It has been found that the gloss (finished luster) of a fused image is, at least in significant part, due to the temperature at which fusing is accomplished. Further, image gloss needs to be substantially uniform across any individual receiver member, as well as from receiver member to receiver member during a reproduction apparatus job run, to yield high quality reproductions consistent over the job runs. However, as soon as a receiver member passes through the fuser roller nip, the temperature at the outer surface of the fuser roller droops very quickly. Since the temperature droops from the operating setpoint, the logic and control for the reproduction apparatus turns on the fuser heating device. Then, depending upon the thickness of the fuser roller, there is a time lag until the fuser roller surface receives enough energy to get back to the desired fusing temperature setpoint. Therefore, during the time lag, the droop in surface temperature causes inferior fusing quality. When the reproduction apparatus is a process color machine, the temperature droop results in objectionable lower saturation of colors and image gloss. When the receiver member is of a dimension in the direction of travel which requires the fusing roller to rotate through greater than 360 to accomplish fusing, the fusing roller cannot recover to the temperature setpoint. As a result the image will be fused at two distinct fuser temperatures and exhibit two distinct gloss regions. This condition is, of course, objectionable and usually unsatisfactory to the customer.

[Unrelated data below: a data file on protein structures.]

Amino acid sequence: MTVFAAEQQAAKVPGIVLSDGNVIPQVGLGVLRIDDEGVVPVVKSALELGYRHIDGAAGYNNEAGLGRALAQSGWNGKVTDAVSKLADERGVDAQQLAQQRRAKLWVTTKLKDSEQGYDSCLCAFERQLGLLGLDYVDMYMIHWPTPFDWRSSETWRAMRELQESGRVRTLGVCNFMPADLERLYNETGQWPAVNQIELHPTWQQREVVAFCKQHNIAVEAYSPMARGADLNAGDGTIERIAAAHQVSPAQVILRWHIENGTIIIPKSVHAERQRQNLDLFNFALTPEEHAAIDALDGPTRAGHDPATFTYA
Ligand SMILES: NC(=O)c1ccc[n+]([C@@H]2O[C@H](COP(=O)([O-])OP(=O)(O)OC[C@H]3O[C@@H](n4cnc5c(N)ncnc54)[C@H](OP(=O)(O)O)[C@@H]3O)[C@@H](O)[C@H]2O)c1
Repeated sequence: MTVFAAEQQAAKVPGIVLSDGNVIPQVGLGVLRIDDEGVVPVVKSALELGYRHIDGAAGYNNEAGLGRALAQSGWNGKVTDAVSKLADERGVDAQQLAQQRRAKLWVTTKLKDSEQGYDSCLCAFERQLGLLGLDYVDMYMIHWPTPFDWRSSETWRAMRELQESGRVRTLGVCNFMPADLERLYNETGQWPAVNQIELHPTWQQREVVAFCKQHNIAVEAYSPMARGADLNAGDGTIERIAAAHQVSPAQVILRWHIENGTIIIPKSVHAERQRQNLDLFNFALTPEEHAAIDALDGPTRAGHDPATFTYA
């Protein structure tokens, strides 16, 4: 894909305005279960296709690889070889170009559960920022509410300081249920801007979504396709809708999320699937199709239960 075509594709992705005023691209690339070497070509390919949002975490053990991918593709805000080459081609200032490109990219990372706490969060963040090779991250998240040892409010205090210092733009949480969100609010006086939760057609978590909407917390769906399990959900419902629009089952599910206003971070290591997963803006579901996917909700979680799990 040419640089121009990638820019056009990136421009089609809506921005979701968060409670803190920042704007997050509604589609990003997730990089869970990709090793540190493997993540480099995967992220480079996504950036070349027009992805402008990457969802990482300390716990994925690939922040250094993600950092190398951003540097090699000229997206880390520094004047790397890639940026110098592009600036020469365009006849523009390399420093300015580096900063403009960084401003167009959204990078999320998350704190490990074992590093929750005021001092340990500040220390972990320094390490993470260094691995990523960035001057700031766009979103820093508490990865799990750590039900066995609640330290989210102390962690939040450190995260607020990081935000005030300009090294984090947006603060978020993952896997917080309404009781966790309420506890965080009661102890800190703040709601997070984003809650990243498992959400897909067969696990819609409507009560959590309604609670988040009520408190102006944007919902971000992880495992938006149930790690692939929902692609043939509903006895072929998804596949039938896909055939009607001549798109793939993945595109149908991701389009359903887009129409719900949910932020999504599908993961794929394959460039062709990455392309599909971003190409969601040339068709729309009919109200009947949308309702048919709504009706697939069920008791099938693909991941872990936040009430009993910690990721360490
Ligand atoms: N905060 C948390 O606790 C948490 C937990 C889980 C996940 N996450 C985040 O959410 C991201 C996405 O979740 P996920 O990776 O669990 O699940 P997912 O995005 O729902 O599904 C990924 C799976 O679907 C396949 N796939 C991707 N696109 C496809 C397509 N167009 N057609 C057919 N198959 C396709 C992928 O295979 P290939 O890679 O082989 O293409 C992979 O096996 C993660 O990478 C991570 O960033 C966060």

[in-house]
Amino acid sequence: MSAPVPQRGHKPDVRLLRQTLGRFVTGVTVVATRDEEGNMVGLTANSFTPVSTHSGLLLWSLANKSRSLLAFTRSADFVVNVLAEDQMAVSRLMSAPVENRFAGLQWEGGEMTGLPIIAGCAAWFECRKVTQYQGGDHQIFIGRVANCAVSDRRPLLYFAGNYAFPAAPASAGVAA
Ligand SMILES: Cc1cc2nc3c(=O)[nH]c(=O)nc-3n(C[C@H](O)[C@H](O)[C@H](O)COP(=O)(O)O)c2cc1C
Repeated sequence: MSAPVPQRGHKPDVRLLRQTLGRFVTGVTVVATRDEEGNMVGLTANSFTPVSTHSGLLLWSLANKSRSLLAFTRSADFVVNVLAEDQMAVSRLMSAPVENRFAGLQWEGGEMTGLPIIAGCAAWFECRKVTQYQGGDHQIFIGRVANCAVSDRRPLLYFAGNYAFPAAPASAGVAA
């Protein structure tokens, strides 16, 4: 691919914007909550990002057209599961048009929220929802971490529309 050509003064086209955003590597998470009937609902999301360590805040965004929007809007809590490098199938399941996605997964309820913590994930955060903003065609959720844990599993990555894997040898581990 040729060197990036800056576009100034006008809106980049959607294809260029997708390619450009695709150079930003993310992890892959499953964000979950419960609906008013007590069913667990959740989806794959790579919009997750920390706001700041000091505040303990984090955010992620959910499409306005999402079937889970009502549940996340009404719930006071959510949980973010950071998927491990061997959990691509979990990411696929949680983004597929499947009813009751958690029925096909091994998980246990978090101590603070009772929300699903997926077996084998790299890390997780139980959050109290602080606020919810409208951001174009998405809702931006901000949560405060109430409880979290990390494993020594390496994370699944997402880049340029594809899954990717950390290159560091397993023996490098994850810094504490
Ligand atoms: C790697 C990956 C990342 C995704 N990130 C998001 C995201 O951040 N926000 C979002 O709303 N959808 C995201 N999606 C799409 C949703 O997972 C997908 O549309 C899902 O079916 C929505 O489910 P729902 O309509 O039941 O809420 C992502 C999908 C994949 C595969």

SUMMARY OF THE INVENTION

In view of the above, this invention is directed to a fuser, for a reproduction apparatus, for permanently fixing a marking particle image to a receiver member transported through said fuser in a fusing direction. The fuser includes a heated fuser member intended to operate at a setpoint temperature. The fuser member is selected to be of a dimension, in the fusing direction, greater than the maximum receiver member size measured in the same direction. For example, the heated fuser member is a roller. Accordingly, a marking particle image will be fused at substantially only one fuser temperature, and will thus exhibit only a single distinct gloss characteristic.

The invention, and its objects and advantages, will become more apparent in the detailed description of the preferred embodiment presented below.

BRIEF DESCRIPTION OF THE DRAWINGS

In the detailed description of the preferred embodiment of the invention presented below, reference is made to the accompanying drawings, in which:

The FIGURE is a side elevational view of a reproduction apparatus fuser, with portions removed to facilitate viewing, the fuser configured to maximize image gloss uniformity by minimizing the effect of temperature droop according to this invention.

DETAILED DESCRIPTION OF THE INVENTION

Referring now to the accompanying drawings, a typical reproduction apparatus fuser, designated generally by the numeral 10, is shown. The fuser apparatus 10 includes a fuser roller 12 in nip relation with a pressure roller 14. Rotation of the fuser apparatus rollers by any suitable drive mechanism will serve to transport a receiver member bearing a marking particle image through the nip under the application of heat and pressure. The receiver member may be, for example, a sheet of plain bond paper, or transparency material. The heat will soften the marking particles and the pressure will force the particles into intimate contact and to be at least partially imbibed into the fibers at the surface of the receiver material. Thus, when the marking particles cool, they are permanently fixed to the receiver member in an image-wise fashion.